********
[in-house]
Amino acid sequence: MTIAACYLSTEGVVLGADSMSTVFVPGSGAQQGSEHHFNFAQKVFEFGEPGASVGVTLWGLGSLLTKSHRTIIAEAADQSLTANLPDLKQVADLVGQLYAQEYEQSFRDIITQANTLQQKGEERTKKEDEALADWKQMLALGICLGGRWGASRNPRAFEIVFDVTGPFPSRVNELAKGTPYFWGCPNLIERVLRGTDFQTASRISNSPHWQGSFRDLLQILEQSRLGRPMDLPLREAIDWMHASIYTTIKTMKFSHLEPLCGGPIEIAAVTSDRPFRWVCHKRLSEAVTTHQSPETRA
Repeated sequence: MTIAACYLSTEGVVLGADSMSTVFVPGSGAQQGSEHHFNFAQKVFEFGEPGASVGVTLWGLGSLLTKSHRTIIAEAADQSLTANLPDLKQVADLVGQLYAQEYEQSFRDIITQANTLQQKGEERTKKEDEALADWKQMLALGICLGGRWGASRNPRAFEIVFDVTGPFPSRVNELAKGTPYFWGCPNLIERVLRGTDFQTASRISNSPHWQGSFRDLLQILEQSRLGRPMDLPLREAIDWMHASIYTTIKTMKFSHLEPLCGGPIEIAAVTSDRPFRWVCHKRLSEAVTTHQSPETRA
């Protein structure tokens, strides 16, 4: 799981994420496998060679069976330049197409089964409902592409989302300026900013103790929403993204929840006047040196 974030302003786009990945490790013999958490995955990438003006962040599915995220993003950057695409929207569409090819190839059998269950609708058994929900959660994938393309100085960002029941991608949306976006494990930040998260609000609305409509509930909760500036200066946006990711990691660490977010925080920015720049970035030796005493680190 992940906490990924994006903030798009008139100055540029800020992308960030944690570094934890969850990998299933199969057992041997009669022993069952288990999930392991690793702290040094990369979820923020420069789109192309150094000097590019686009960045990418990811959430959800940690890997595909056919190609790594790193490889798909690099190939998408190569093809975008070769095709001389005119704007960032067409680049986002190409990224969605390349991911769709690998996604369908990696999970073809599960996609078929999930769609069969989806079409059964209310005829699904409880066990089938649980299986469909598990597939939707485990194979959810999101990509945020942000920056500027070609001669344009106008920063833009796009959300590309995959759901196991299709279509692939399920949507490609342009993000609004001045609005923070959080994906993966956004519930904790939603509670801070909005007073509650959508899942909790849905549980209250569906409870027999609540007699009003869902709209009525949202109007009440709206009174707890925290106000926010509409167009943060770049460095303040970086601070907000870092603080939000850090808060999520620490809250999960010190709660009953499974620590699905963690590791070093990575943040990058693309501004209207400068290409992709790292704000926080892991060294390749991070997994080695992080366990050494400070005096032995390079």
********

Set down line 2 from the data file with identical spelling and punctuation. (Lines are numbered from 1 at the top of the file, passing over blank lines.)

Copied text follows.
Amino acid sequence: MTIAACYLSTEGVVLGADSMSTVFVPGSGAQQGSEHHFNFAQKVFEFGEPGASVGVTLWGLGSLLTKSHRTIIAEAADQSLTANLPDLKQVADLVGQLYAQEYEQSFRDIITQANTLQQKGEERTKKEDEALADWKQMLALGICLGGRWGASRNPRAFEIVFDVTGPFPSRVNELAKGTPYFWGCPNLIERVLRGTDFQTASRISNSPHWQGSFRDLLQILEQSRLGRPMDLPLREAIDWMHASIYTTIKTMKFSHLEPLCGGPIEIAAVTSDRPFRWVCHKRLSEAVTTHQSPETRA